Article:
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a hacker group leaves a sample out,
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either because they're going to sell
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the data or they're just
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releasing all the data in general.
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Dark web scanning would let you look through the dark web
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to see if you can find any signs of your data.
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The next is deep packet inspection.
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This looks into the network packets as they
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pass on the network for actual data,
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so we're not just looking at the source and destination,
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or ports, or even the protocols,
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we're looking in the actual packets
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to see the data that they would contain.
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Finally, we have third party.
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These are services that may offer
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real-time visibility into how
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an organization is using its data.
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Examples of this would be OneDrive and Google Drive.
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Digital rights management and watermarking.
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Digital rights management or DRM is about
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controlling digital content and
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how it's used after being published.
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Most people have run into this when they've
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downloaded legal music from the Internet.
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Companies put DRM in there so that you're
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not able to copy that and share it with others.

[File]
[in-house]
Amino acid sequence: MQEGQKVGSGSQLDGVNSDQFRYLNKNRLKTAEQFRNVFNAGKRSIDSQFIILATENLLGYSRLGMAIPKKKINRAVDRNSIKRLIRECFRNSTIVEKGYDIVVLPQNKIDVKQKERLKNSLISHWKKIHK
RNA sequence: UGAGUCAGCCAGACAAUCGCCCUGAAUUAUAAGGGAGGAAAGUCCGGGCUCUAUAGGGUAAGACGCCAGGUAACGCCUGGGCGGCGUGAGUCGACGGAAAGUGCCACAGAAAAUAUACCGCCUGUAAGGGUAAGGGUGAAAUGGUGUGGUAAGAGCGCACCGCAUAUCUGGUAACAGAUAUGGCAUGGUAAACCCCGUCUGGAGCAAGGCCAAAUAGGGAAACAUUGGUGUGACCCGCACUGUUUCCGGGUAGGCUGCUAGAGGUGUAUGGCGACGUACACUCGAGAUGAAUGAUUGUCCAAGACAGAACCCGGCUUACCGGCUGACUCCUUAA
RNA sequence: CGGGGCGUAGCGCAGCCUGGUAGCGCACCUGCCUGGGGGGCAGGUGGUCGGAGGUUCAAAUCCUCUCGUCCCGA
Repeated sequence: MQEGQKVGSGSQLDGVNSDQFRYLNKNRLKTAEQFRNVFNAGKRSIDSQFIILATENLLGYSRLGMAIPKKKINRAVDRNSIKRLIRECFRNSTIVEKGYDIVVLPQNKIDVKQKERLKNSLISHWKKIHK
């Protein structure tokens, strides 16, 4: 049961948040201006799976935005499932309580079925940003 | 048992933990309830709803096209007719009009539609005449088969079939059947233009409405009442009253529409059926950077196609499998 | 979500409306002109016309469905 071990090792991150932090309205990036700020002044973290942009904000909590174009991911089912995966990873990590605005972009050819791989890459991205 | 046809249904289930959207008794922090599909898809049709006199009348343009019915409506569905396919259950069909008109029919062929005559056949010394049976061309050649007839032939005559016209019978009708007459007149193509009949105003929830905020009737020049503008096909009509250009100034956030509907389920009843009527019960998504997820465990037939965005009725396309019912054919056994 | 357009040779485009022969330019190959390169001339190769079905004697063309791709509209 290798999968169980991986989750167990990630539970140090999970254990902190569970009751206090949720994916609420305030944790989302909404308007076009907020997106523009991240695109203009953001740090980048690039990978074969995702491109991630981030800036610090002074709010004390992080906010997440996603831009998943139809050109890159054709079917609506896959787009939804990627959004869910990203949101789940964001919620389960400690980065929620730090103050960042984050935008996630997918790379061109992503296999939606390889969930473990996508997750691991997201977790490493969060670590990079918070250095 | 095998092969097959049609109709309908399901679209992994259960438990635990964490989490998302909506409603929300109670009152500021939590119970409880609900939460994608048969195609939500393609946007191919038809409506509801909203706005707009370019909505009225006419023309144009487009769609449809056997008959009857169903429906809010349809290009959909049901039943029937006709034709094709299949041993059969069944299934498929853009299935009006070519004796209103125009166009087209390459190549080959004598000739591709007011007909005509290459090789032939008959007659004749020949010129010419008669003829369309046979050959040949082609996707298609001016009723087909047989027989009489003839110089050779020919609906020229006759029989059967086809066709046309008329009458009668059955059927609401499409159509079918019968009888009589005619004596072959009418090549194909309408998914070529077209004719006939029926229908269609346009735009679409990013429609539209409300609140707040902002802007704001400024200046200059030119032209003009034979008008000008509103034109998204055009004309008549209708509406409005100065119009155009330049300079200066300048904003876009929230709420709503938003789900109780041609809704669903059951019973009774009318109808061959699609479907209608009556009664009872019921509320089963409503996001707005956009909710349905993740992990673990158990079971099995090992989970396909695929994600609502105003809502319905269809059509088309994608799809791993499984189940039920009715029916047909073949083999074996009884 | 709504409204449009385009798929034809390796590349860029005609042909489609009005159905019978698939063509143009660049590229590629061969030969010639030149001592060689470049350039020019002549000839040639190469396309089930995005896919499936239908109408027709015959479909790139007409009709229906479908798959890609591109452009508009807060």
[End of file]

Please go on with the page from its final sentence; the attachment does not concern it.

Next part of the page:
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DVDs also make use of
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stream encryption and region locking.
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The overall goal is to prevent copying.
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Region locking is where you
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buy a DVD in the United States and then you
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take it to Europe and it will not play
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in the DVD players for Europe.
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They're locking that DVD to
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a specific region of the world.
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Finally, we have watermarking.
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This is marking data so that it clearly
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displays important details about the data,
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such as ownership information,
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the data classification, and how it may be used.
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Obfuscating and masking.
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This is a mechanism of hiding
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data and it doesn't always involve encryption,
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sometimes it can be as simple as encoding things
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in different formats such as base64.
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The goal is to have data in a format
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that isn't easily recognizable.
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In my instructor side note,